Recruiting Study Participants

While we would all love to foresee and plan for every possible hiccup in the research process, we are still human, and thus we must continue to make adjustments all along the way to ensure the validity of our data and the ease of its collection. So, it is no surprise that after beginning a new semester of progress on my study, more concerns have arisen.

For those recruiting human participants in the Psychology Department, the beginning of the semester means the absence of an easy-to-access pool of participants through the SONA System. Sona is extremely convenient; researchers simply post their studies and available time slots on the website, participants sign up, and those participants are later compensated with research credits that can be used for partial credit in a course they’re taking. This system circumvents the need for a source of money with which to pay them. However, SONA usually isn’t up and running for at least a few weeks into the semester, thus limiting the time available in the semester during which participants can be easily recruited. This poses a problem for researchers like myself who aim to complete data collection early in the fall semester.

Thankfully, an alternative method exists, which I use: advertising the study with posters and paying participants with money instead of credit. The rate of compensation for completing my study, which takes 50 minutes to complete is $10. This quickly adds up when I am running up to 14 participants per week. Fortunately, funding sources exist, such as Student Research Grants through the Charles Center that I can apply for to make this endeavor possible.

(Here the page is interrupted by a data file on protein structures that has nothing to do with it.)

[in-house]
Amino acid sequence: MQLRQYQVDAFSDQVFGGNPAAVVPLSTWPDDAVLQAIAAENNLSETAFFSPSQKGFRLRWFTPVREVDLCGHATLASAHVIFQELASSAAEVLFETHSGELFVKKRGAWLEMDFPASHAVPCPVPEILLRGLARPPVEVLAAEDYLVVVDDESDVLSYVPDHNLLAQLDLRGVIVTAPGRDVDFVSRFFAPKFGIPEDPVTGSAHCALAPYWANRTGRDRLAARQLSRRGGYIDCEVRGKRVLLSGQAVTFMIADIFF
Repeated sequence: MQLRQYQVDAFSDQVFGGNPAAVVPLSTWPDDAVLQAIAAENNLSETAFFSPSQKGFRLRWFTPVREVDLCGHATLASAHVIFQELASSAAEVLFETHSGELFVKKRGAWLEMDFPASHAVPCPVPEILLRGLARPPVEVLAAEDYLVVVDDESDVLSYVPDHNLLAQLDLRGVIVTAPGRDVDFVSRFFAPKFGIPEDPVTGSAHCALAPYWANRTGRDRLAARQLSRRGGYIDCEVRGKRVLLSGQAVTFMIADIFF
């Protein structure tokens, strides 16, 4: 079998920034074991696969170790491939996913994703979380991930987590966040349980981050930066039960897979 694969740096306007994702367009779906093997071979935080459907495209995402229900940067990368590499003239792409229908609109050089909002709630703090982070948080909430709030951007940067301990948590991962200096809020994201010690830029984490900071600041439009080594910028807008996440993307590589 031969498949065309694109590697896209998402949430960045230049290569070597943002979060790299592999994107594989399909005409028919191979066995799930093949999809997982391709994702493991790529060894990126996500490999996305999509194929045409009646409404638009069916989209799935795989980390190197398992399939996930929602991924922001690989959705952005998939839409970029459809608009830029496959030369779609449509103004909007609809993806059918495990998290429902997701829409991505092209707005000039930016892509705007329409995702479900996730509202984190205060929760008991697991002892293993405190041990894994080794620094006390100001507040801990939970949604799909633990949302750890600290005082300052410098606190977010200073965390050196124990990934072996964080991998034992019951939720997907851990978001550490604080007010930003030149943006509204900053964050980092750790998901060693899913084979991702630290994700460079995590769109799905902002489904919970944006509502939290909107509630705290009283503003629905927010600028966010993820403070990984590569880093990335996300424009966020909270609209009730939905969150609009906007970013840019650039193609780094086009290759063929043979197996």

However, another concern with temporarily switching to this recruitment method arises when one considers that different types of people may respond to the different methods (getting paid vs. getting research credit). SONA participants are recruited from introductory psychology courses, so these students may have more knowledge of psychological research and may try to give the experimenter what they believe is wanted or may be expecting to be deceived (also known as demand characteristics). Any William and Mary student may respond to the poster advertisements of the study, though, so these participants may not be as aware of what the researcher is investigating. The participants’ attention to detail while participating may also differ between the two groups; SONA participants are asked to write summary papers of research articles, so these people may be extra vigilant to the details of the experiment and may be motivated to figure out the goals of the study, while those who respond to the posters, which advertise payment, may be less motivated because they are merely interested in finishing the study to collect the $10 incentive. These different motivators may influence how they respond to various aspects of the study, thus also influencing the data collected from them and creating the possibility that when the data are analyzed, participant differences in motivation and not the experimental manipulation affects the outcome variable. Luckily, because I am conducting my study over multiple semesters and performing all conditions of the experimental manipulation at all times during those semesters, I can be more assured that any participant differences will be evenly distributed among all those combinations of condition, time period, and participant recruitment method, and thus will not confound my experiment.